Experts say that in a world filled with inequality, crises, and poverty, breastfeeding is the foundation of lifelong good health for babies and mothers. Breast milk is a natural, renewable food — a universal solution that levels the playing field, giving everyone a fair start in life.

There is clear scientific evidence that breastfeeding has significant benefits for both moms and babies. Breastfeeding lowers the mother’s risk of developing type 2 diabetes, breast cancer and ovarian cancer. Breastfed babies are also at lower risk for developing serious diseases like asthma, obesity, diabetes, childhood leukemia and sudden infant death syndrome (SIDS).

There will always be mothers who cannot, or who choose to not breastfeed their babies. It is important to recognize that this is a personal healthcare decision they have a right to make for themselves.

In Washington state, more than 90 percent of moms begin breastfeeding their baby at birth. That is great news!  But only about 35 percent are still breastfeeding at their child’s first birthday. The American Academy of Pediatrics recommends breastfeeding as the sole source of nutrition for your baby for the first six months of life. Breastfeeding can be continued for as long as both mother and baby desire it.

Many women report that they quit breastfeeding before they really want to. They say a lack of support and other life challenges make continuing to breastfeed harder. This typically happens at two critical postpartum points: in the first few days after birth; and when a mother transitions back to school or work outside of the home.

The first few days after giving birth are critical for breastfeeding success. If a new mom is breastfeeding and having problems, she can get help. There are some excellent resources available to Lewis County mothers. 

The Centers for Disease Control offers guidelines for safe storage of breast milk at Going back to school or work can distract new mothers from taking care of themselves. It is important to drink plenty of water while you are working, so you have plenty of milk when you do feed your baby. If you have to be away from your baby while working, consider pumping your milk.

Breastfeeding is now supported by law in all 50 states. Employers should understand that supporting breastfeeding mothers makes sense. Studies show that breastfeeding mothers miss less work to care for sick infants than mothers who feed their infants formula.

Support for new mothers — especially first-time moms — is  crucial so they can meet their own breastfeeding goals. Fortunately, Lewis County mothers have excellent local resources available.

Lewis County Public Health & Social Services  offers breastfeeding education and support for eligible families through the federal Women, Infants, and Children (WIC) Nutrition Program. WIC offers breastfeeding classes and individual consultations with an International Board Certified Lactation Consultant. Mother-to-mother support is also available from a Breastfeeding Peer Counselor, who offers advice, responds to questions and concerns, and helps build breastfeeding confidence.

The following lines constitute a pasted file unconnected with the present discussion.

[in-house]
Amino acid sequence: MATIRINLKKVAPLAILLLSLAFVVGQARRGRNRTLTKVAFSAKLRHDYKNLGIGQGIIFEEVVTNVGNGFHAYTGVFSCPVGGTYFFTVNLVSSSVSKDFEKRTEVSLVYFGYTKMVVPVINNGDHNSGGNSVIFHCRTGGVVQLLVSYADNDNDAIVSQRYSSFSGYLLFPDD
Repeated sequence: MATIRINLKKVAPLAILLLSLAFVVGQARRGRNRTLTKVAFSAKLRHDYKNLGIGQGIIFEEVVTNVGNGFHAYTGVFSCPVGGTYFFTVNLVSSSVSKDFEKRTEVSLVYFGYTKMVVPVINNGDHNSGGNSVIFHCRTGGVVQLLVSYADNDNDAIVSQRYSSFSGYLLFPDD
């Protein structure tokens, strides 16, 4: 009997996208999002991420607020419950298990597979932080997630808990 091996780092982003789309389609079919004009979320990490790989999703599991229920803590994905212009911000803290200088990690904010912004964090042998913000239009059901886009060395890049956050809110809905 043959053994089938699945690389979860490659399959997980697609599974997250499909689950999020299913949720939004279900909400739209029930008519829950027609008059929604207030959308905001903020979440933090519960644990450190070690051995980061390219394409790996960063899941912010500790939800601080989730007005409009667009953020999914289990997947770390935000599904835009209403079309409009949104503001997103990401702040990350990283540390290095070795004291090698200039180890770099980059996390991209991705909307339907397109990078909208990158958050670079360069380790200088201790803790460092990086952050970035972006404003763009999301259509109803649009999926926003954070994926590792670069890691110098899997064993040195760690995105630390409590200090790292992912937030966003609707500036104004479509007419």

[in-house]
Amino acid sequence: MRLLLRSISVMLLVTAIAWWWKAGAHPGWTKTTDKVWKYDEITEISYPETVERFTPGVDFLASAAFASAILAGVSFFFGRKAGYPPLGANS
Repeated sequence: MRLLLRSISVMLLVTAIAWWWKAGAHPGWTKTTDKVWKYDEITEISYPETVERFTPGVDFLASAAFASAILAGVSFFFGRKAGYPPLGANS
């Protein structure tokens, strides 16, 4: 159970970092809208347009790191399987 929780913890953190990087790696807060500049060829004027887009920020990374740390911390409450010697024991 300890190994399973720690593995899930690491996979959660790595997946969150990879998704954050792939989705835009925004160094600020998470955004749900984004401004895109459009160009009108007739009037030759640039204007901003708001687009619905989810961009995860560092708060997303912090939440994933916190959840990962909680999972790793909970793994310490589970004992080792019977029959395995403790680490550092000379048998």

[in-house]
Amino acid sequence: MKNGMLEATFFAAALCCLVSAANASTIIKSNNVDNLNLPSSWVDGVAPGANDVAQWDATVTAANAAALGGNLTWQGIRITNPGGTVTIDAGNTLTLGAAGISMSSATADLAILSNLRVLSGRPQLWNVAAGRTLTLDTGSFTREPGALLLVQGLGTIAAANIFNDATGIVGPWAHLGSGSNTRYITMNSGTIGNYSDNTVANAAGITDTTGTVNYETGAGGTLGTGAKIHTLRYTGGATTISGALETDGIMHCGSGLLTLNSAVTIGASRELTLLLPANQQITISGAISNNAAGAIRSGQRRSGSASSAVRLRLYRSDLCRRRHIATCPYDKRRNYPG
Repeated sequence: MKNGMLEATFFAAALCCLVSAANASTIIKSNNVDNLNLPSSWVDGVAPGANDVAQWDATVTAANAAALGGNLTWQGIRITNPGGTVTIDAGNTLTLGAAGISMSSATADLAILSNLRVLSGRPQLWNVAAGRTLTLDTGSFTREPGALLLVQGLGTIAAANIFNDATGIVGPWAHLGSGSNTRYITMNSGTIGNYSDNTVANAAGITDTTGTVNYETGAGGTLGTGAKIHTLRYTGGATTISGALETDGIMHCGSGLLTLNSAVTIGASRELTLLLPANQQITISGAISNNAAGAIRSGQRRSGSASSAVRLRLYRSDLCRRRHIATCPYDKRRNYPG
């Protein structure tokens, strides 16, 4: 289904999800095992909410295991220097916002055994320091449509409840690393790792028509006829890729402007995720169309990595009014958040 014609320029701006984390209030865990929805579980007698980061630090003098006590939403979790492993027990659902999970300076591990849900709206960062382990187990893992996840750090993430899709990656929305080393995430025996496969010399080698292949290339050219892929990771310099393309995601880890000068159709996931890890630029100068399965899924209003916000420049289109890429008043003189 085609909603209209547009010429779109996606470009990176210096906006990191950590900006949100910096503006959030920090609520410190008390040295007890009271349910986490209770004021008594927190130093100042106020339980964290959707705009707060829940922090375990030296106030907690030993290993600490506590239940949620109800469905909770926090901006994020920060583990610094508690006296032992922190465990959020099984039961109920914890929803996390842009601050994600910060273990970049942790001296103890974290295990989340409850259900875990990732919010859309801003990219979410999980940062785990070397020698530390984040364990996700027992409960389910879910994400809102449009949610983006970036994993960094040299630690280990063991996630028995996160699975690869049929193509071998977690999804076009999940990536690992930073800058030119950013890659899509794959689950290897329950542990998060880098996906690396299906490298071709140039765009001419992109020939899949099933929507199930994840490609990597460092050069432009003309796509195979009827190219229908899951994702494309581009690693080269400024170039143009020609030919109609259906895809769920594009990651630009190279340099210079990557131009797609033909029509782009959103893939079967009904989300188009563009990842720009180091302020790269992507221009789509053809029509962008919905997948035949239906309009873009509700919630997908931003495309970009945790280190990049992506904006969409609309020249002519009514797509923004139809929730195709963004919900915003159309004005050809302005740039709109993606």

The Breastfeeding Coalition of Lewis County exists to provide a strong unified voice to promote and support early and continued breastfeeding. The Coalition is comprised of members from various agencies, including LCPHSS, and other community members in Lewis County who seek to improve the health of our county by working collaboratively to protect, promote, and support breastfeeding. Coalition meetings are held on the last Monday of each month from 9 to 10 a.m. at 156 NW Chehalis, Ave., in downtown Chehalis.

La Leche League of Lewis County offers parent-to-parent support for all stages on your breastfeeding journey, from pregnancy to weaning. Children and partners are welcome. Support is available at meetings, and through email, text, and phone calls. La Leche League leaders are volunteer parents who have nursed their own children and are accredited by La Leche League International. The Lewis County group meets every second Tuesday of the month at 10:00 am at the In-Tot Developmental Center located in the NW Sports Hub at 701 Allen Ave, Centralia. More information is available at or on Facebook at

In addition to these local, in-person resources, the American Academy of Pediatrics is a rich source of information. The breastfeeding section of its website at contains more than 60 expert articles that explain how breastfeeding not only provides excellent nutrition, but also sets baby up for healthy growth and development.

For every mammal in the world – including humans - breast milk is the universal solution to helping babies grow and develop. It is custom-made by each mother for her own baby, and contains the perfect amount of protein, carbohydrate, fat, vitamins and minerals. Remarkably, as your baby grows, your milk will also change to keep up with your baby’s needs.

Breastfeeding offers optimal nutrition to babies, is always ready to eat, and has significant health benefits for moms and babies. In more ways than one, it really is a foundation for a healthy life.

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(1) comment


“This [stopping breastfeeding before mother’s want to stop] typically happens at two critical postpartum points: in the first few days after birth; and when a mother transitions back to school or work outside of the home.”

There’s your elephant in the room. Back to school or work for those mothers! That is the problem to be solved.

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